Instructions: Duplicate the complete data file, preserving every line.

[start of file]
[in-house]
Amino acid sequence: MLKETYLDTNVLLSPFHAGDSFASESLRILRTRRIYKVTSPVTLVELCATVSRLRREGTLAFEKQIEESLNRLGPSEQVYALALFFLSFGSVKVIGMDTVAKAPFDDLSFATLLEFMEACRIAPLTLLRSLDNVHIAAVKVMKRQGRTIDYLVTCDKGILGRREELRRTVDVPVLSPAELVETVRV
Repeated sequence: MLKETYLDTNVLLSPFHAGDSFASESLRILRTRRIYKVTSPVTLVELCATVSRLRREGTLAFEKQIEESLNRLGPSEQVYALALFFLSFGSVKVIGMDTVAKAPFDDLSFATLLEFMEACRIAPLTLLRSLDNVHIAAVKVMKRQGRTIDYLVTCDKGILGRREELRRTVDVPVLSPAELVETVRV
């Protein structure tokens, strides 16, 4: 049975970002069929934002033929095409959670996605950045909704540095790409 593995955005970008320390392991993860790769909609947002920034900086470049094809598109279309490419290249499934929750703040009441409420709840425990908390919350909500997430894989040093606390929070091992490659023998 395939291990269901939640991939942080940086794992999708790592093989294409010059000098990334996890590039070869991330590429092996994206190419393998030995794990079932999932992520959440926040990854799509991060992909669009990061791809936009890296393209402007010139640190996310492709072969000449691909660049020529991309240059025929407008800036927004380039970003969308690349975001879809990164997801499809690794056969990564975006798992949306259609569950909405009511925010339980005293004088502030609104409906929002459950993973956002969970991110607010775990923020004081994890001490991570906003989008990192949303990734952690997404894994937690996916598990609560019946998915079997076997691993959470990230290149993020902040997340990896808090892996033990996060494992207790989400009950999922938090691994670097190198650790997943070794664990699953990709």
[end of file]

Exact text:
[in-house]
Amino acid sequence: MLKETYLDTNVLLSPFHAGDSFASESLRILRTRRIYKVTSPVTLVELCATVSRLRREGTLAFEKQIEESLNRLGPSEQVYALALFFLSFGSVKVIGMDTVAKAPFDDLSFATLLEFMEACRIAPLTLLRSLDNVHIAAVKVMKRQGRTIDYLVTCDKGILGRREELRRTVDVPVLSPAELVETVRV
Repeated sequence: MLKETYLDTNVLLSPFHAGDSFASESLRILRTRRIYKVTSPVTLVELCATVSRLRREGTLAFEKQIEESLNRLGPSEQVYALALFFLSFGSVKVIGMDTVAKAPFDDLSFATLLEFMEACRIAPLTLLRSLDNVHIAAVKVMKRQGRTIDYLVTCDKGILGRREELRRTVDVPVLSPAELVETVRV
């Protein structure tokens, strides 16, 4: 049975970002069929934002033929095409959670996605950045909704540095790409 593995955005970008320390392991993860790769909609947002920034900086470049094809598109279309490419290249499934929750703040009441409420709840425990908390919350909500997430894989040093606390929070091992490659023998 395939291990269901939640991939942080940086794992999708790592093989294409010059000098990334996890590039070869991330590429092996994206190419393998030995794990079932999932992520959440926040990854799509991060992909669009990061791809936009890296393209402007010139640190996310492709072969000449691909660049020529991309240059025929407008800036927004380039970003969308690349975001879809990164997801499809690794056969990564975006798992949306259609569950909405009511925010339980005293004088502030609104409906929002459950993973956002969970991110607010775990923020004081994890001490991570906003989008990192949303990734952690997404894994937690996916598990609560019946998915079997076997691993959470990230290149993020902040997340990896808090892996033990996060494992207790989400009950999922938090691994670097190198650790997943070794664990699953990709």